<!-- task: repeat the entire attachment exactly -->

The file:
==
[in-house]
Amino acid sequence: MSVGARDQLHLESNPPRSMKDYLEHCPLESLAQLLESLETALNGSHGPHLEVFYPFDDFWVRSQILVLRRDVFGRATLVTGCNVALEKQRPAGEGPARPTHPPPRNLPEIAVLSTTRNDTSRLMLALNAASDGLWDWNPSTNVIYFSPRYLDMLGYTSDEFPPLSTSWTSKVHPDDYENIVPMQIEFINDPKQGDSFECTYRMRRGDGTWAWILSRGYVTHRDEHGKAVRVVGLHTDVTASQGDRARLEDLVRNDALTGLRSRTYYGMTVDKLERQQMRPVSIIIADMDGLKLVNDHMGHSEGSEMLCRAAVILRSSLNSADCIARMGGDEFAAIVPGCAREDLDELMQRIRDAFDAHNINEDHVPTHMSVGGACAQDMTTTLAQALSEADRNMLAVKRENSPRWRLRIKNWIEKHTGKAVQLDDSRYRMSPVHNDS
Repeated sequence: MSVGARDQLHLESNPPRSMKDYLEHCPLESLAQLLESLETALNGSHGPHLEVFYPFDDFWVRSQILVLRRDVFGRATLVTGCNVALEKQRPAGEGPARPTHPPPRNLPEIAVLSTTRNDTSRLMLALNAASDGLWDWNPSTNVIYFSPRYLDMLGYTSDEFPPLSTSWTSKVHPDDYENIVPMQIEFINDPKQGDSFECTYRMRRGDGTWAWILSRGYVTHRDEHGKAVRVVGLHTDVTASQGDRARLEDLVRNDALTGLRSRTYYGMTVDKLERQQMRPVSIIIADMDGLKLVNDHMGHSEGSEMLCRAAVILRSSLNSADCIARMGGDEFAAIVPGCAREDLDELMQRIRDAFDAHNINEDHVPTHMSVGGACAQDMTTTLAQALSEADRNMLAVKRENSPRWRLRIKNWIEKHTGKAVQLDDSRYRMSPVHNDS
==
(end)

[in-house]
Amino acid sequence: MSVGARDQLHLESNPPRSMKDYLEHCPLESLAQLLESLETALNGSHGPHLEVFYPFDDFWVRSQILVLRRDVFGRATLVTGCNVALEKQRPAGEGPARPTHPPPRNLPEIAVLSTTRNDTSRLMLALNAASDGLWDWNPSTNVIYFSPRYLDMLGYTSDEFPPLSTSWTSKVHPDDYENIVPMQIEFINDPKQGDSFECTYRMRRGDGTWAWILSRGYVTHRDEHGKAVRVVGLHTDVTASQGDRARLEDLVRNDALTGLRSRTYYGMTVDKLERQQMRPVSIIIADMDGLKLVNDHMGHSEGSEMLCRAAVILRSSLNSADCIARMGGDEFAAIVPGCAREDLDELMQRIRDAFDAHNINEDHVPTHMSVGGACAQDMTTTLAQALSEADRNMLAVKRENSPRWRLRIKNWIEKHTGKAVQLDDSRYRMSPVHNDS
Repeated sequence: MSVGARDQLHLESNPPRSMKDYLEHCPLESLAQLLESLETALNGSHGPHLEVFYPFDDFWVRSQILVLRRDVFGRATLVTGCNVALEKQRPAGEGPARPTHPPPRNLPEIAVLSTTRNDTSRLMLALNAASDGLWDWNPSTNVIYFSPRYLDMLGYTSDEFPPLSTSWTSKVHPDDYENIVPMQIEFINDPKQGDSFECTYRMRRGDGTWAWILSRGYVTHRDEHGKAVRVVGLHTDVTASQGDRARLEDLVRNDALTGLRSRTYYGMTVDKLERQQMRPVSIIIADMDGLKLVNDHMGHSEGSEMLCRAAVILRSSLNSADCIARMGGDEFAAIVPGCAREDLDELMQRIRDAFDAHNINEDHVPTHMSVGGACAQDMTTTLAQALSEADRNMLAVKRENSPRWRLRIKNWIEKHTGKAVQLDDSRYRMSPVHNDS